How to Recover and Get Major Benefits from the Ras

Posted in: Paddy Doran
By Paddy Doran
May 30, 2012 - 11:07:00 AM

The An Post Ras 2012

The 2012 An Post Ras has been another very competitive Ras, with high speed stages each day by tough and fit cyclists, great crowds spectating, a great Sponsor and a very welcome sunny week.

The unique style of the event which has been nurtured and maintained with great care by Dermot Dignam and his Ras Team give Irish riders who work and train part time the opportunity to participate with full time professionals.

The riders head off from Dunboyne on the start of the 2012 An Post Ras

Participating in the same event with the pros also creates huge challenges for the part time home riders. The riders rose to the challenge very well, as can be seen by the high number of finishers. 163 riders started out in Dunboyne and 146 finished in Skerries last Sunday

Over the last number of years the high calibre of the riders participating have been verified on numerous occasions with some of the riders going on to race successfully at the very pinnacle of the sport like former Ras Winner and now World champion Tony Martin.

So it is a huge challenge, but also a great opportunity for Irish part time riders to ride races with these world class riders.

After eight days of racing the An Post Ras finale is fought out on the Skerries circuit over the Blackhills in north county Dublin


The race places huge demands on riders bodies and minds and we will look at some of these and the recovery times for them in this article.


If we were to use as an example a rider of about 70 kgs who has completed the race you will see that they used an average 4500 to 5000 calories per day to get through the event. On the hilly days in Donegal that may have risen closer to 7000 calories. That's a lot of eating and drinking and gets the digestive system working very hard and puts a very large strain on it.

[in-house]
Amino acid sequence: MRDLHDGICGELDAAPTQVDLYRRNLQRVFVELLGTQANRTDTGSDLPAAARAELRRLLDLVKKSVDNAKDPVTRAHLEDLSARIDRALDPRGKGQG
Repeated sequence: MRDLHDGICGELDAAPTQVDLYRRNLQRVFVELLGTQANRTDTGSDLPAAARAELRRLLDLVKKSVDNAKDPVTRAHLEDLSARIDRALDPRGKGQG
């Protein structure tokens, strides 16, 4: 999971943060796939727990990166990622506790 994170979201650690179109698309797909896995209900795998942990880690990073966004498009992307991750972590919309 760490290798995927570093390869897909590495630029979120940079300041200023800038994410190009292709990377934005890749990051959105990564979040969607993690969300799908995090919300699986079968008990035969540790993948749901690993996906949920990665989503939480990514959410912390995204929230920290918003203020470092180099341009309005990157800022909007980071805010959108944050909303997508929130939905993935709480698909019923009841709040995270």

So give your digestive system a chance to settle down by eating foods that are easily digested, high in nutrient value and energy in the first few days after the Ras .


This is challenged daily during the Ras from the physical and psychological stress. Some riders pick up colds and chest infections from the lowered immune system.


The loads on rider bodies with the stress and strain of turning big gears very fast when the race is flat out, and climbing steep hills when fatigued gradually break down muscles and put strain on tendons. .


For some riders the strain of being in a new environment with all the atmosphere of a major international competition with newspaper, radio, , TV reporter, cameras, very large crowds and the riders own and family and teams expectations can create a high stress level each day.

There is also the stress of holding on to that wheel in front of you or getting dropped very far away from the stage finish and as Seamus Kennedy once described it to me " having to listen to the birds whistling for the rest of the stage"

So all of this takes a toll on the rider by the time they arrive at the finish line in Skerries, physically and mentally they will not be the same strong rider that began the Ras eight days ago.


With the correct recovery programme the rider can get back to the condition they were in at the beginning of the Ras and even higher because of the High loads they have endured during the Ras.

So what's the best approach for the part time rider following the Ras?